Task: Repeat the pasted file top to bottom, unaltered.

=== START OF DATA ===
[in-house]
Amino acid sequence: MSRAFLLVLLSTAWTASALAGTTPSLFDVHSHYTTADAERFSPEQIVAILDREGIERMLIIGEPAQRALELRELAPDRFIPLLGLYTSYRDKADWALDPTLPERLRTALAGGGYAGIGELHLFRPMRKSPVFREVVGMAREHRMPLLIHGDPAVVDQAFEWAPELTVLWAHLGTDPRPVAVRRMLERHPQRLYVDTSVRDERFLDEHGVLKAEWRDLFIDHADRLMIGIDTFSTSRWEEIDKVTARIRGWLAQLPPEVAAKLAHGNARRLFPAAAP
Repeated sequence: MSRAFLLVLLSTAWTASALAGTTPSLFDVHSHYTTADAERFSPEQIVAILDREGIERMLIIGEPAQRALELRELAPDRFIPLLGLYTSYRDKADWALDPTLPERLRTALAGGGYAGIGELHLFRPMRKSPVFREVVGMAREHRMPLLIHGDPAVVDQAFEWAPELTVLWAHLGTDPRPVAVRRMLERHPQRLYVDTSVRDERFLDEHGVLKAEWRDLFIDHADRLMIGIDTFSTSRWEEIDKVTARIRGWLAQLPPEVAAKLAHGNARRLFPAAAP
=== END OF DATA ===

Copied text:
[in-house]
Amino acid sequence: MSRAFLLVLLSTAWTASALAGTTPSLFDVHSHYTTADAERFSPEQIVAILDREGIERMLIIGEPAQRALELRELAPDRFIPLLGLYTSYRDKADWALDPTLPERLRTALAGGGYAGIGELHLFRPMRKSPVFREVVGMAREHRMPLLIHGDPAVVDQAFEWAPELTVLWAHLGTDPRPVAVRRMLERHPQRLYVDTSVRDERFLDEHGVLKAEWRDLFIDHADRLMIGIDTFSTSRWEEIDKVTARIRGWLAQLPPEVAAKLAHGNARRLFPAAAP
Repeated sequence: MSRAFLLVLLSTAWTASALAGTTPSLFDVHSHYTTADAERFSPEQIVAILDREGIERMLIIGEPAQRALELRELAPDRFIPLLGLYTSYRDKADWALDPTLPERLRTALAGGGYAGIGELHLFRPMRKSPVFREVVGMAREHRMPLLIHGDPAVVDQAFEWAPELTVLWAHLGTDPRPVAVRRMLERHPQRLYVDTSVRDERFLDEHGVLKAEWRDLFIDHADRLMIGIDTFSTSRWEEIDKVTARIRGWLAQLPPEVAAKLAHGNARRLFPAAAP